Not a Board of Directors

By Matt Fender | December 13, 2021

While on a trip to another city some years ago, I had a conversation in which a PCA Ruling Elder told me that he thought one of his spiritual gifts was “serving on boards.”  It was clear both from the remainder of our conversation and from the way his particular church conducted its affairs, that he viewed his Ruling Elder office as just another board membership.  I fear this view is all too common, especially in larger churches where church staff shoulder much of the work.

Ruling elders are not board members.  The church is not run by a board of directors.  The PCA constitution embraces a two-office view:  we have deacons, and we have elders.  Elders govern the church jointly, sitting in the courts of the church, primarily on church sessions. It is patently unbiblical – and therefore fraught with peril – for elders to disconnect their governing function from the equally important functions of teaching and shepherding.

Rather than thinking of your ruling elders as board members, it is more accurate to think of them holding a status equal to associate pastors.  The Book of Church Order (BCO) certainly emphasizes the spiritual nature and the full scope of the office:

This office is one of dignity and usefulness. The man who fills it has in Scripture different titles expressive of his various duties. As he has the oversight of the flock of Christ, he is termed bishop or pastor. As it is his duty to be spiritually fruitful, dignified, and prudent,, an example to the flock, and to govern well in the house and Kingdom of Christ, he is termed presbyter or elder. As he expounds the Word, and by sound doctrine both exhorts and convinces the gainsayer, he is termed teacher. These titles do not indicate different grades of office, but all describe one and the same office.  BCO 8-1 (2021 Revision).  Note that this section applies to both ruling and teaching elders.


Elders being of one class of office, ruling elders possess the same authority and eligibility to office in the courts of the Church as teaching elders. They should, moreover, cultivate zealously their own aptness to teach the Bible and should improve every opportunity of doing so.  BCO 8-9 (2021 Revision).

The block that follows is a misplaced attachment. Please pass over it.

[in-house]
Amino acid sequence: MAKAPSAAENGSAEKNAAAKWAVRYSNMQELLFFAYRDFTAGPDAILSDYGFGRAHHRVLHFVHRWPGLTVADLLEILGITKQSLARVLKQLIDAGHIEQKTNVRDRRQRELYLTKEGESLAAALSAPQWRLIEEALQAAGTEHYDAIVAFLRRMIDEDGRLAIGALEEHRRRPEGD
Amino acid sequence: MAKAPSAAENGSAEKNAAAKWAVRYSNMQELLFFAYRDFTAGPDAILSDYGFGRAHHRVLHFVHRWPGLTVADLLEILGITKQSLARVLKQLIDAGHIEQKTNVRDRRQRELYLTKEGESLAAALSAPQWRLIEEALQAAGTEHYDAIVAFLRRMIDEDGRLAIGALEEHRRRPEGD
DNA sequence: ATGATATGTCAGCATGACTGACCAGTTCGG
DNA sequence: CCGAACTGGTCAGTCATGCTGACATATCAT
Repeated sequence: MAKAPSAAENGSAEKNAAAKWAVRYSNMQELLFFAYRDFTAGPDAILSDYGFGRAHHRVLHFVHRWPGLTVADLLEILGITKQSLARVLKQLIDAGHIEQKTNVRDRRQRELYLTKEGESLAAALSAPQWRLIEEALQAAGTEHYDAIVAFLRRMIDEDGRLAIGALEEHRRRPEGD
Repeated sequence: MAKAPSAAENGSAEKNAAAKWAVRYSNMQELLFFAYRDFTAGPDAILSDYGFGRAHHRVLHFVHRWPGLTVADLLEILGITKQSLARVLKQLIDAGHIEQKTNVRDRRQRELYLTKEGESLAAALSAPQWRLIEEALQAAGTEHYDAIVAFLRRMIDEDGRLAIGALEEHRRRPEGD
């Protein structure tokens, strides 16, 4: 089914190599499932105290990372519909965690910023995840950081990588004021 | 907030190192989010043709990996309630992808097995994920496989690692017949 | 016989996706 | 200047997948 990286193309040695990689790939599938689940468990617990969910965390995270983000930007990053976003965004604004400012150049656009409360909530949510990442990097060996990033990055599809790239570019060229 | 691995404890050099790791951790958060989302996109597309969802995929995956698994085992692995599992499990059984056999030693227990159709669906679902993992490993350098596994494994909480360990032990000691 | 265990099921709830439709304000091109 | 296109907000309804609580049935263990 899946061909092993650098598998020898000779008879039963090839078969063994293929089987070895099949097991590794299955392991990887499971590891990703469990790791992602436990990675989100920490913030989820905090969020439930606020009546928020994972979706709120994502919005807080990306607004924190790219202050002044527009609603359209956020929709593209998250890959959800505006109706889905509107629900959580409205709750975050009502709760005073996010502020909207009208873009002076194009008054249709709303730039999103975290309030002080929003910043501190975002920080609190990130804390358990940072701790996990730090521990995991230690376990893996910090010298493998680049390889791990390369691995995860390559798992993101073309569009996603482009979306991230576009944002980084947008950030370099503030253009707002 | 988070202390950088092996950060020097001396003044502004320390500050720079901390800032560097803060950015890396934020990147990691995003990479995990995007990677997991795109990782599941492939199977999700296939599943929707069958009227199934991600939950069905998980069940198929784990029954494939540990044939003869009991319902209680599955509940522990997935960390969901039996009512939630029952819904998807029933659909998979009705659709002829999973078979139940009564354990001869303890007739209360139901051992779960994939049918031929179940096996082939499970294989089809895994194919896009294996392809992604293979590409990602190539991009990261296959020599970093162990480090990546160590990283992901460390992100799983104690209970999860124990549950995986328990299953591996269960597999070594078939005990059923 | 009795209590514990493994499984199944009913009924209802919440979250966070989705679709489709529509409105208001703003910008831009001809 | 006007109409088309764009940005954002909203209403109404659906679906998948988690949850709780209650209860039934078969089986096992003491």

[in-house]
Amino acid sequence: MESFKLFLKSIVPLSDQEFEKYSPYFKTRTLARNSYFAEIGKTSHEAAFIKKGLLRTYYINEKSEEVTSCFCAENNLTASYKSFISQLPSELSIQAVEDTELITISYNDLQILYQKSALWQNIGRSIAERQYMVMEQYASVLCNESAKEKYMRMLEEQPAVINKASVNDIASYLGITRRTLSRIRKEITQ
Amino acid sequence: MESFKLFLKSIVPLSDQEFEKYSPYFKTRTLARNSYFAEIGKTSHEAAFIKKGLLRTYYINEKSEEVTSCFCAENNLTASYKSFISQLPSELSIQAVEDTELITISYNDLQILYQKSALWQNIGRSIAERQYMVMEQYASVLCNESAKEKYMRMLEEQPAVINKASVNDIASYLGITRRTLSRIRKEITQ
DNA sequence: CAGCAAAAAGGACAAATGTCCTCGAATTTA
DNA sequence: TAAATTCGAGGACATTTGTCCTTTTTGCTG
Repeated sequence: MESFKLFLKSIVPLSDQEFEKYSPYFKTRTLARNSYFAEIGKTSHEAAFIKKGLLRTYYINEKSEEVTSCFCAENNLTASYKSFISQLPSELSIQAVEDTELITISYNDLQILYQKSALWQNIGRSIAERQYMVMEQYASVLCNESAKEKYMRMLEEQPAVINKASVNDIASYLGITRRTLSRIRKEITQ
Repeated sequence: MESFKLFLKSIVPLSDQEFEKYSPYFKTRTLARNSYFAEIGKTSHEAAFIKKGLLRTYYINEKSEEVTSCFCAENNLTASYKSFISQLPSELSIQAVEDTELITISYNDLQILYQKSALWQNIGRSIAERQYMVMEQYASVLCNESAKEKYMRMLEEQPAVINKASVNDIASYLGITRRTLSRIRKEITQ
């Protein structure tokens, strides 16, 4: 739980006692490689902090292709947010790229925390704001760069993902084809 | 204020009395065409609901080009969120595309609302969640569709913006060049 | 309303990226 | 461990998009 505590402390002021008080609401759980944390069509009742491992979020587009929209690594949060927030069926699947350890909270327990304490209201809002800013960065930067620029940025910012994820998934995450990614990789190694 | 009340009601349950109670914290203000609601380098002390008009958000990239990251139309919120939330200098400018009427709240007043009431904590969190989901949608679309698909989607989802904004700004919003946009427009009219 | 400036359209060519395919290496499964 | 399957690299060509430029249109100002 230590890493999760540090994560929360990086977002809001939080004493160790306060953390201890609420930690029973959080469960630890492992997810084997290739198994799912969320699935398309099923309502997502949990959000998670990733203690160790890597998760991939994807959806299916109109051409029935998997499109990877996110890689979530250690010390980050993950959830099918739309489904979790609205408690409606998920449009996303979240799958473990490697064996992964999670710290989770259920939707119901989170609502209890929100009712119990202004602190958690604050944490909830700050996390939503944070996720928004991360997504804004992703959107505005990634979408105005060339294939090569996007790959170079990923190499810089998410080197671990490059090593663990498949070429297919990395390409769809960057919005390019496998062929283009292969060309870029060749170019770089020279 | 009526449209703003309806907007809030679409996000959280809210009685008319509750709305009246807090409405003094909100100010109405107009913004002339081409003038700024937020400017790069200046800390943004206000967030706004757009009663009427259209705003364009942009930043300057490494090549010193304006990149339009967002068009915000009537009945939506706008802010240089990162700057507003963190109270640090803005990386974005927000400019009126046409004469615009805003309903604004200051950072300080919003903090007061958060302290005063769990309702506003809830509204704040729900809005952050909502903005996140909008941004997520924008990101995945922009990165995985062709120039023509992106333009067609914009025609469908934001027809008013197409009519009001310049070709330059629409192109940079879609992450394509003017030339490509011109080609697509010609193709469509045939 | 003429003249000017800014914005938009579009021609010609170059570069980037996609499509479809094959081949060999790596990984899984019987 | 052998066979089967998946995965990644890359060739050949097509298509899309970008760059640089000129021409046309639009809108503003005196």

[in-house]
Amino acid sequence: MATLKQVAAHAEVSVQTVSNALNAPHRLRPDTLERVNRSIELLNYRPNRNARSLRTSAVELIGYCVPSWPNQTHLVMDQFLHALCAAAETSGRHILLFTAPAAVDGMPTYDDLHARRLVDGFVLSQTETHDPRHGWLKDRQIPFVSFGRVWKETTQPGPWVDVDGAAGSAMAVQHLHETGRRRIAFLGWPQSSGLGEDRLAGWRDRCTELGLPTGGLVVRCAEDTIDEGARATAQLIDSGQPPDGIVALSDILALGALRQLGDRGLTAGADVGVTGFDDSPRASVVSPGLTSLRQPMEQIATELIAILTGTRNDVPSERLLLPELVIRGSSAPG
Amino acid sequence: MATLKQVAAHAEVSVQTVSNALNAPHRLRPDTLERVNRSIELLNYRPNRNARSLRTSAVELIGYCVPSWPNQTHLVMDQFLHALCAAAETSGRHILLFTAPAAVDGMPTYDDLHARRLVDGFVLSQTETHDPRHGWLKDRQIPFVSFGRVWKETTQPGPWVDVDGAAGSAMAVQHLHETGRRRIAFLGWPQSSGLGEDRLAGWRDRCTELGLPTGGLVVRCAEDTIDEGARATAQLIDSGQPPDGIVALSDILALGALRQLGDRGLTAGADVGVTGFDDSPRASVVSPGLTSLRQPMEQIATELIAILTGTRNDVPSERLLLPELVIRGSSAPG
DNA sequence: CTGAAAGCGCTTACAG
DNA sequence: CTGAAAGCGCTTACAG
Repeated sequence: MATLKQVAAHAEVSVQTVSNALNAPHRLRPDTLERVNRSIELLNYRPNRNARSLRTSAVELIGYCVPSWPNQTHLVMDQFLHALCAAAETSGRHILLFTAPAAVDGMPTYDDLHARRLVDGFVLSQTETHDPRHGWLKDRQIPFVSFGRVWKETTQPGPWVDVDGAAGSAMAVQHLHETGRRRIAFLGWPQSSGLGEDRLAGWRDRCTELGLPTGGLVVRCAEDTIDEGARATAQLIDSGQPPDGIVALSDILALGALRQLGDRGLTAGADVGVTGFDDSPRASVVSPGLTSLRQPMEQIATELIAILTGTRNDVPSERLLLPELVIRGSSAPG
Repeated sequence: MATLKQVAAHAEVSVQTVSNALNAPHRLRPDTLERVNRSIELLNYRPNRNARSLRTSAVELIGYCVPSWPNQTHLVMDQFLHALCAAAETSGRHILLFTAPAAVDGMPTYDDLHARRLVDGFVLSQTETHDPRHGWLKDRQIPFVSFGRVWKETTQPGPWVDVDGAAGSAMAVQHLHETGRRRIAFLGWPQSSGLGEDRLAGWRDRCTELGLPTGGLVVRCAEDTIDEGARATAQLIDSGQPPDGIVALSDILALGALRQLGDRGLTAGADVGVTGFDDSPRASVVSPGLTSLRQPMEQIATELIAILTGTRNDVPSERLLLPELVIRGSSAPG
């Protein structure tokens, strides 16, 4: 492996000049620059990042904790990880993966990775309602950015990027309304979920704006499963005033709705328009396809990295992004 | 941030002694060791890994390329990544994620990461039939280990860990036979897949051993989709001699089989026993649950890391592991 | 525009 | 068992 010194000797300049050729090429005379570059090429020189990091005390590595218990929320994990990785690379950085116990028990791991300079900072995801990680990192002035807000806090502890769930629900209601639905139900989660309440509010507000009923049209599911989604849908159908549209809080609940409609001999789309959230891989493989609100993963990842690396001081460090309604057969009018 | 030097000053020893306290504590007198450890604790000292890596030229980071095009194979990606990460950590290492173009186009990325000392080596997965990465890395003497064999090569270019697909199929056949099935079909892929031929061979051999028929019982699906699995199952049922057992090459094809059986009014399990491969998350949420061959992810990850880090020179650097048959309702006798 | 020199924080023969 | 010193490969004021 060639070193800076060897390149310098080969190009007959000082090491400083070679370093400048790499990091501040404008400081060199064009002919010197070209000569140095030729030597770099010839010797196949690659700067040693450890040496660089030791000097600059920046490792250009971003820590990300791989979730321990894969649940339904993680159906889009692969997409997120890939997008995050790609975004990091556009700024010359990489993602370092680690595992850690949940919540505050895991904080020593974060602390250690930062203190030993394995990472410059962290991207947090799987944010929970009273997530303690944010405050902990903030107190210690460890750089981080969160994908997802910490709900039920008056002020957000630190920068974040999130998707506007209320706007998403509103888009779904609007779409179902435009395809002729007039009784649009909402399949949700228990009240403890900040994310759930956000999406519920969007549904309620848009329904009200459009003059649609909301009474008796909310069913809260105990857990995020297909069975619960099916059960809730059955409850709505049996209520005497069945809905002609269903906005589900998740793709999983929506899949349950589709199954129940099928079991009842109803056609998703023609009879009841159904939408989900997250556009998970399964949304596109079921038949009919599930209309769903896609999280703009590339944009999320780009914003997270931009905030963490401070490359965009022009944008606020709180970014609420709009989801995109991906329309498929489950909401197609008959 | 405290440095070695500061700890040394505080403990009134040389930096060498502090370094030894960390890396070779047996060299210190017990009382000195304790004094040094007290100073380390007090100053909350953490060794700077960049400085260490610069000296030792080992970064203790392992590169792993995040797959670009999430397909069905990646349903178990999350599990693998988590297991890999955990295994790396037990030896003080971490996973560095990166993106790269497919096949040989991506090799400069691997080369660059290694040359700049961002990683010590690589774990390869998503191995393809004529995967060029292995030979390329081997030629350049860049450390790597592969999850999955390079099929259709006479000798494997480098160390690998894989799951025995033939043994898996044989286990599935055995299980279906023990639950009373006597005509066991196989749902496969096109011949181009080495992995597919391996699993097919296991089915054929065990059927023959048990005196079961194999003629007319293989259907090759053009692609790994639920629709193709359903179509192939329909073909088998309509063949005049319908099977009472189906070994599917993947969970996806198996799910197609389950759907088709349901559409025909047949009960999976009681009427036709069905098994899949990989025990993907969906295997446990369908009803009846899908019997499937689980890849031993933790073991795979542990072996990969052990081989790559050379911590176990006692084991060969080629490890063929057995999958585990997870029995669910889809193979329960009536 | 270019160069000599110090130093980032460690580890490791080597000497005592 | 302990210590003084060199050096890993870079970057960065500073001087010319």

I realize I am probably “preaching to the choir” to some extent, based on the likely readers of this blog.  But if you are a Ruling Elder and most of what you do in that role involves going to session meetings, you might want to reexamine how you view your responsibilities.  All of us should encourage our Ruling Elders to embrace the full scope of their office.  The work of the Ruling Elder includes shepherding God’s people, teaching when opportunities present themselves, and governing the church at the local, regional, and national levels.

Not every Ruling Elder needs to attend presbytery and General Assembly every time, but if your church is not sending its full allotment of Ruling Elders to those courts, then you should encourage your elders to step up and fulfill their duties.  If your Ruling Elders are not regularly teaching, then you should encourage them to do so.  Similarly, pastoral care should not fall entirely or even mostly on the Teaching Elders.

The office of Elder is a gift Christ has given to His church. Those who bear that office should embrace its full scope for the good of the brethren with whose care they are charged, and for the glory of God.

Matt Fender is a PCA Ruling Elder serving on the session of All Saints Presbyterian Church in Richmond, VA.

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